|Re-fretting should not be undertaken lightly,
as there is quite an art in getting them all level. Choose the frets with
care, to suit your preference and the instrument. Make sure you have some
basic tools, and that the saw you intend to use fits the size of the slot
you will need for the frets.
Fretwire can readily be bought ready cut into pieces, usually for guitar, in short lengths of about 50cms, or in rolls by the metre. You should need about 75cms to re-fret a 17 fret mandolin.
| If frets are too worn, or
missing ones can't be matched, they must be replaced. They can be replaced
with period replacements, or a modern alternative.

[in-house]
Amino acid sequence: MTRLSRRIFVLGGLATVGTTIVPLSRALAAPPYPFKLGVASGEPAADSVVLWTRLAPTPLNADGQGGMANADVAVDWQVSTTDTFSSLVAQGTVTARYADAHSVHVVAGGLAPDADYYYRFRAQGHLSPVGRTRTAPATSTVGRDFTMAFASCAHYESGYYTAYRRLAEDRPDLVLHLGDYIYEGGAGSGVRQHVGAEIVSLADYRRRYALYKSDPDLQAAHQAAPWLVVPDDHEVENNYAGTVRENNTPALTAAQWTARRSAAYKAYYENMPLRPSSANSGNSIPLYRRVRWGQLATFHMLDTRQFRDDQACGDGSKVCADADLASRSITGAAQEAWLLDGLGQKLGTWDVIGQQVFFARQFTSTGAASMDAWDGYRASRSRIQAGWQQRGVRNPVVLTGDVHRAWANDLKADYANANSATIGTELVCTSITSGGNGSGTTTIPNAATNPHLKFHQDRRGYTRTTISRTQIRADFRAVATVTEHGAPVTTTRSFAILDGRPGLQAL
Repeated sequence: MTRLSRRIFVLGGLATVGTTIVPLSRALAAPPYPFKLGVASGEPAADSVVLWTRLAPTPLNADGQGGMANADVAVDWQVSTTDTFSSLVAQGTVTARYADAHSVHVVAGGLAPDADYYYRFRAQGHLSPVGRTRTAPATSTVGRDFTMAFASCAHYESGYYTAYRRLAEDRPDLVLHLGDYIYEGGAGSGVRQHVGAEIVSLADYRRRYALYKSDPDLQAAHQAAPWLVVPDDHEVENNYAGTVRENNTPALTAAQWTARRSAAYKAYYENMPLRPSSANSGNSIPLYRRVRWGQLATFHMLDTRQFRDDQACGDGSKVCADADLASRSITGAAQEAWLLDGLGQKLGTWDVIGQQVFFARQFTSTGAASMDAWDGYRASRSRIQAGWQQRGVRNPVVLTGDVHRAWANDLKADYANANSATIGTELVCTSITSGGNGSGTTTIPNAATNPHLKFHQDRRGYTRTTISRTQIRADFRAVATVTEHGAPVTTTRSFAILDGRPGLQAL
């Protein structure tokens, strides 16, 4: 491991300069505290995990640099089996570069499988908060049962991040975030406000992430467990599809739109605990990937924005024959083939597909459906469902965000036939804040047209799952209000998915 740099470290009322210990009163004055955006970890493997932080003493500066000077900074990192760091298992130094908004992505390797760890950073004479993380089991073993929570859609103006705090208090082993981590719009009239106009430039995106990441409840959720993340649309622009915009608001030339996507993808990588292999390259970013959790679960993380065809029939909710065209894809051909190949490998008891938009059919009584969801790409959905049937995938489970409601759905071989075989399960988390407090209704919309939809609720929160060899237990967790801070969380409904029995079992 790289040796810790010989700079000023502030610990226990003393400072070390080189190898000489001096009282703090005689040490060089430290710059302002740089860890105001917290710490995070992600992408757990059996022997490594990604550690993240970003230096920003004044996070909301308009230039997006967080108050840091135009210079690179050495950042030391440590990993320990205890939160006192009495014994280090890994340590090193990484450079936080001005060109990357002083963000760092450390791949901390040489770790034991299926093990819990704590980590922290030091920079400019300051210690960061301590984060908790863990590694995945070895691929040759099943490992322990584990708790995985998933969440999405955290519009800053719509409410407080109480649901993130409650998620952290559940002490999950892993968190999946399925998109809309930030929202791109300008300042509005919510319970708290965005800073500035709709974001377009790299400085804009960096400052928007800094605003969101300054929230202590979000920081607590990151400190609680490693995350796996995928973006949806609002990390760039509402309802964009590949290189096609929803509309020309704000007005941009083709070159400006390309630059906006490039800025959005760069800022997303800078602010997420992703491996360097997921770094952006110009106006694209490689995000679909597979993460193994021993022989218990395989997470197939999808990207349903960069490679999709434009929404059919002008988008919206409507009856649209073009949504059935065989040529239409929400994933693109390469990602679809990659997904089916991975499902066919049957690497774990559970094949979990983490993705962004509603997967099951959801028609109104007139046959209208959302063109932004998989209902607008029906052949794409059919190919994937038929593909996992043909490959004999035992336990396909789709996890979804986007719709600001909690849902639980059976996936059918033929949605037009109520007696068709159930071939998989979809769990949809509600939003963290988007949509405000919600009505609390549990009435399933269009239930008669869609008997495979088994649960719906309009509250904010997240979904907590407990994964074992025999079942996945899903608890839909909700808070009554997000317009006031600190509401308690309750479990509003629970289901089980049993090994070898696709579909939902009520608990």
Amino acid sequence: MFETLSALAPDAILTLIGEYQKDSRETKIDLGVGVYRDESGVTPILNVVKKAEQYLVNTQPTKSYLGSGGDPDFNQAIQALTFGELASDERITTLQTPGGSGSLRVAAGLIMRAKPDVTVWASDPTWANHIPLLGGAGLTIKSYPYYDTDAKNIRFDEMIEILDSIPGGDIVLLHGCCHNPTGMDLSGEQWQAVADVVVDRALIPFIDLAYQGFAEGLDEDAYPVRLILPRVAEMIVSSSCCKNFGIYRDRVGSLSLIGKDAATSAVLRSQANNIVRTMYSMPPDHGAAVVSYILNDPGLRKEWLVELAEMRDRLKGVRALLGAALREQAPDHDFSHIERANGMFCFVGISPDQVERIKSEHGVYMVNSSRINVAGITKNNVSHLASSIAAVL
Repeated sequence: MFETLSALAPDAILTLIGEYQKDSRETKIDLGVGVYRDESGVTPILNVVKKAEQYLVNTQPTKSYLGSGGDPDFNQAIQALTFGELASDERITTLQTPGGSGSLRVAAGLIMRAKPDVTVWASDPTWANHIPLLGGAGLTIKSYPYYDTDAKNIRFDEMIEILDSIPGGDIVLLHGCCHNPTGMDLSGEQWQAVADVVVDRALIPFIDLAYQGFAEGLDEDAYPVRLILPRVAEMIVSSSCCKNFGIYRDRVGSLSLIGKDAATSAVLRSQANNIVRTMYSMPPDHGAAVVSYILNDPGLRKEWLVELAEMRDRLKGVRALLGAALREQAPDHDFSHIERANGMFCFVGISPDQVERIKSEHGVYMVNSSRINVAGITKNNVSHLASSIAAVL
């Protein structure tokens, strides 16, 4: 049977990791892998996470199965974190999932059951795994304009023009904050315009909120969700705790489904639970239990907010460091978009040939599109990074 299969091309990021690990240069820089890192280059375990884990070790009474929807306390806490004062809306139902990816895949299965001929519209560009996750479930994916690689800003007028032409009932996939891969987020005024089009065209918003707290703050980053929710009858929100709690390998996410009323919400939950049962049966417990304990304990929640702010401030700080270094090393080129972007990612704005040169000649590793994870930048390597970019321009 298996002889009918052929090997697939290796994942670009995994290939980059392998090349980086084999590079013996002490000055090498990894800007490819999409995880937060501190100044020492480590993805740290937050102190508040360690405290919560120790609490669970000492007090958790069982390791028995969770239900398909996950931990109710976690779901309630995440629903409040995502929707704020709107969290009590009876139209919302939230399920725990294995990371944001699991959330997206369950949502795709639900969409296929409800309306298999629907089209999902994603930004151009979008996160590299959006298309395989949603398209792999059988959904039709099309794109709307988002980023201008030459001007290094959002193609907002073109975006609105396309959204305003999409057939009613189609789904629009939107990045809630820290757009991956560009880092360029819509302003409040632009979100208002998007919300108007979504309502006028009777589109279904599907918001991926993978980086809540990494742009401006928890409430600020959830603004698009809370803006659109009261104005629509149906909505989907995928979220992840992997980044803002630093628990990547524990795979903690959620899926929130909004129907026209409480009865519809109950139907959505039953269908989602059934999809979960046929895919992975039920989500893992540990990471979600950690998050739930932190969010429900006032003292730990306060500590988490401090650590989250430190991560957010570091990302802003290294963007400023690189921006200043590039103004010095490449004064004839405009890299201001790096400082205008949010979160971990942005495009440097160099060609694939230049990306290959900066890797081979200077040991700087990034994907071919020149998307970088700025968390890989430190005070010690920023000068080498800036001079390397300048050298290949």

Here the old brass 'T' frets have been removed and the fingerboard given a light sanding to level the surface. If the bow is more severe, the sanding may need to be more vigorous, and the slots re-cut in the sanded areas.
| A small smear of glue is
added to the bottom of the fret, and I tend to bend them slightly, which
further helps to keep them in place. Then new frets
are tapped carefully into the cleaned slots, and checked continuously for
level over the length of the fingerboard. I use a hammer with a wooden
caul between the fret and the hammer.
Ends are clipped once the glue has set, but I hold the fret down with a block of wood while I do this nevertheless.
|Afterwards, it is usually necessary to
level the frets... Small variations in height are difficult to avoid,
especially where the top flexes as the top frets are tapped in. I use a
piece of sandpaper glued to a smooth flat wooden block. Check the
level with a steel rule along the top periodically, but it is easy enough
to tell where the sanding is happening by the dust left..
Finally the ends are dressed with a file to remove any rough or sharp edges. Here a fretting file is extremely useful.